How Long Does Crystal Meth Withdrawal Last?
Crystal meth is a particular form of the drug methamphetamine (“meth” for short) named for its appearance.
The production methods of this substance cause the end product to look like small crystals or shards of glass. These are often heated up to be smoked or dissolved into a solution to be injected directly into one’s veins. According to data from the 2012 National Survey on Drug Use and Health (NSDUH), over 12 million Americans have used methamphetamine at least once in their lifetimes.
Meth is a highly addictive stimulant drug that causes a rush of euphoria followed by a period of high energy and focus. If smoked, injected, or snorted, this high only lasts for around 10 minutes to a half-hour at most. Because of the brevity of the pleasant effects and the “crash” that follows, in which users experience opposite effects like fatigue and depression, people tend to take further doses immediately after the previous ones wear off. This behavior is referred to as “binging.”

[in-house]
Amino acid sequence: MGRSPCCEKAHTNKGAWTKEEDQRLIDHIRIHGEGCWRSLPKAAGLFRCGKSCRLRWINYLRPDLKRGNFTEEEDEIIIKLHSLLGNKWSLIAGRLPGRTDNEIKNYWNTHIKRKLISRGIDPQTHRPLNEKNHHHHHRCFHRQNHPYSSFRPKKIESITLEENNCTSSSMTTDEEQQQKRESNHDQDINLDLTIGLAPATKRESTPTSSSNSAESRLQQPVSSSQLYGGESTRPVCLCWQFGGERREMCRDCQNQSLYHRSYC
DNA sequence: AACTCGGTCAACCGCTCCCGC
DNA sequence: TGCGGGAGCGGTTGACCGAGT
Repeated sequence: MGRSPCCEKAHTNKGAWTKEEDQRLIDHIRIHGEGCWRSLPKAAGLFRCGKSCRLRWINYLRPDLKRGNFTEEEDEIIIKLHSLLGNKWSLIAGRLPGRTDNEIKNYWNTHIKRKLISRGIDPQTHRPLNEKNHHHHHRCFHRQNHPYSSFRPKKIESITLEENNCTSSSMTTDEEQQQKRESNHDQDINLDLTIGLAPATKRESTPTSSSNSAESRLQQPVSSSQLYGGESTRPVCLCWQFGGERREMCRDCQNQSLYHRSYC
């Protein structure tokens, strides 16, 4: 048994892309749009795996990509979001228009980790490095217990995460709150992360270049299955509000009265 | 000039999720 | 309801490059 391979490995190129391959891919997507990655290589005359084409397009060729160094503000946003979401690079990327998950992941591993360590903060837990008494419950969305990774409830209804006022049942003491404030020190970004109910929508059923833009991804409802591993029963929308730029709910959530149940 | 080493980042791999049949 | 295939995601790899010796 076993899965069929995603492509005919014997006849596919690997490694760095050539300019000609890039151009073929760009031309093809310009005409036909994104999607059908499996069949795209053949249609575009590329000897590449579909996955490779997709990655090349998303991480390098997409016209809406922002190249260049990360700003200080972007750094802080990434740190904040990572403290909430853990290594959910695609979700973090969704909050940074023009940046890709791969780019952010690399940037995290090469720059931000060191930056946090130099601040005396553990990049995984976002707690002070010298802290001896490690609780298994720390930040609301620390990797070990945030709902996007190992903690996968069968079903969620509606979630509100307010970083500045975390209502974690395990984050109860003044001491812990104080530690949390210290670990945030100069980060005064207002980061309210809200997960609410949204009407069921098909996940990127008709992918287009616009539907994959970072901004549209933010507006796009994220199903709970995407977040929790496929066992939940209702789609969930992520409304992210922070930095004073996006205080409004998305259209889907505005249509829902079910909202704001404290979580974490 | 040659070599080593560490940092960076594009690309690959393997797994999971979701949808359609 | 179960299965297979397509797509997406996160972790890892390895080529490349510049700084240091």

The problem with drug binges is that they tend to increase the rate at which users build a tolerance to the substance. Tolerance occurs when a substance is present in the body enough that the brain begins to adjust to it, making changes to try and bring things back to normal. Users then need higher and higher doses of the drug to achieve the same effects. When intake of the drug stops, these individuals then experience withdrawal.
Meth Withdrawal Symptoms